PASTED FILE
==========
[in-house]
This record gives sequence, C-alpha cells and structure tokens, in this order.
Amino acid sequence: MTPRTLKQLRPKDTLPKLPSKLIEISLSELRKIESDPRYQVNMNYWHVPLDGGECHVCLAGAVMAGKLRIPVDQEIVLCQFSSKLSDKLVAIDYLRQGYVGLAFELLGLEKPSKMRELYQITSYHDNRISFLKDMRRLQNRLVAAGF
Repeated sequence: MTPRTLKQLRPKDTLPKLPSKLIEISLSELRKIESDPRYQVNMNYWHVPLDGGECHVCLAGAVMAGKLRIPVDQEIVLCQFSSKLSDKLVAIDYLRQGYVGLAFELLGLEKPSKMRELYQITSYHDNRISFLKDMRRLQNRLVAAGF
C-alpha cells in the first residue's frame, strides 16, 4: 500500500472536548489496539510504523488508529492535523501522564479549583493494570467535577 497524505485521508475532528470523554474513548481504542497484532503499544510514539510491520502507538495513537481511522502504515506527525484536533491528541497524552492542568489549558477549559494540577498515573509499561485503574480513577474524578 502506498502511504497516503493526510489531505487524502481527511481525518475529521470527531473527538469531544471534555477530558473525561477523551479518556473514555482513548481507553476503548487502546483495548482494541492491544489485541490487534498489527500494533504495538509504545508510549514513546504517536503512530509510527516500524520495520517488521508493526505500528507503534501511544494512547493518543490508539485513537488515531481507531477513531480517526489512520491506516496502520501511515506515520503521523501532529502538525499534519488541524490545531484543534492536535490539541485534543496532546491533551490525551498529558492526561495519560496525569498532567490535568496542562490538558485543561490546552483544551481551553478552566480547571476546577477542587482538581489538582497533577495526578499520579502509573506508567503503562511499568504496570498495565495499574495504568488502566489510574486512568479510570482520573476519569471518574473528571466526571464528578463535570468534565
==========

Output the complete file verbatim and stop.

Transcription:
[in-house]
This record gives sequence, C-alpha cells and structure tokens, in this order.
Amino acid sequence: MTPRTLKQLRPKDTLPKLPSKLIEISLSELRKIESDPRYQVNMNYWHVPLDGGECHVCLAGAVMAGKLRIPVDQEIVLCQFSSKLSDKLVAIDYLRQGYVGLAFELLGLEKPSKMRELYQITSYHDNRISFLKDMRRLQNRLVAAGF
Repeated sequence: MTPRTLKQLRPKDTLPKLPSKLIEISLSELRKIESDPRYQVNMNYWHVPLDGGECHVCLAGAVMAGKLRIPVDQEIVLCQFSSKLSDKLVAIDYLRQGYVGLAFELLGLEKPSKMRELYQITSYHDNRISFLKDMRRLQNRLVAAGF
C-alpha cells in the first residue's frame, strides 16, 4: 500500500472536548489496539510504523488508529492535523501522564479549583493494570467535577 497524505485521508475532528470523554474513548481504542497484532503499544510514539510491520502507538495513537481511522502504515506527525484536533491528541497524552492542568489549558477549559494540577498515573509499561485503574480513577474524578 502506498502511504497516503493526510489531505487524502481527511481525518475529521470527531473527538469531544471534555477530558473525561477523551479518556473514555482513548481507553476503548487502546483495548482494541492491544489485541490487534498489527500494533504495538509504545508510549514513546504517536503512530509510527516500524520495520517488521508493526505500528507503534501511544494512547493518543490508539485513537488515531481507531477513531480517526489512520491506516496502520501511515506515520503521523501532529502538525499534519488541524490545531484543534492536535490539541485534543496532546491533551490525551498529558492526561495519560496525569498532567490535568496542562490538558485543561490546552483544551481551553478552566480547571476546577477542587482538581489538582497533577495526578499520579502509573506508567503503562511499568504496570498495565495499574495504568488502566489510574486512568479510570482520573476519569471518574473528571466526571464528578463535570468534565